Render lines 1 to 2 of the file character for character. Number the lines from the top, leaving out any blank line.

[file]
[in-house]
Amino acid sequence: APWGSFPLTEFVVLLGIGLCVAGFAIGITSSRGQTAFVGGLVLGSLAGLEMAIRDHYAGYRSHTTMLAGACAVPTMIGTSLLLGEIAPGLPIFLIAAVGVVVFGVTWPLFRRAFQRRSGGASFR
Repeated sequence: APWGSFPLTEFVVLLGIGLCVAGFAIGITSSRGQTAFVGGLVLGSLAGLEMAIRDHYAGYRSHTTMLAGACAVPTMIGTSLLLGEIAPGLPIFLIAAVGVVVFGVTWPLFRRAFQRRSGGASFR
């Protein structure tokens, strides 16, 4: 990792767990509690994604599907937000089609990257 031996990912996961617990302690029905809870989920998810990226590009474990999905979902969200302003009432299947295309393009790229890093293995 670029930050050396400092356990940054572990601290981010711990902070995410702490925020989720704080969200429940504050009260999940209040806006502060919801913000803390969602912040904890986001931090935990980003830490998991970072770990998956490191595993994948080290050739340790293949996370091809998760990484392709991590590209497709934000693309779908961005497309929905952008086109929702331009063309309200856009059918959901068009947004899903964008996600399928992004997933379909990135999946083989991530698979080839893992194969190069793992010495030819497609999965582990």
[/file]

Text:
[in-house]
Amino acid sequence: APWGSFPLTEFVVLLGIGLCVAGFAIGITSSRGQTAFVGGLVLGSLAGLEMAIRDHYAGYRSHTTMLAGACAVPTMIGTSLLLGEIAPGLPIFLIAAVGVVVFGVTWPLFRRAFQRRSGGASFR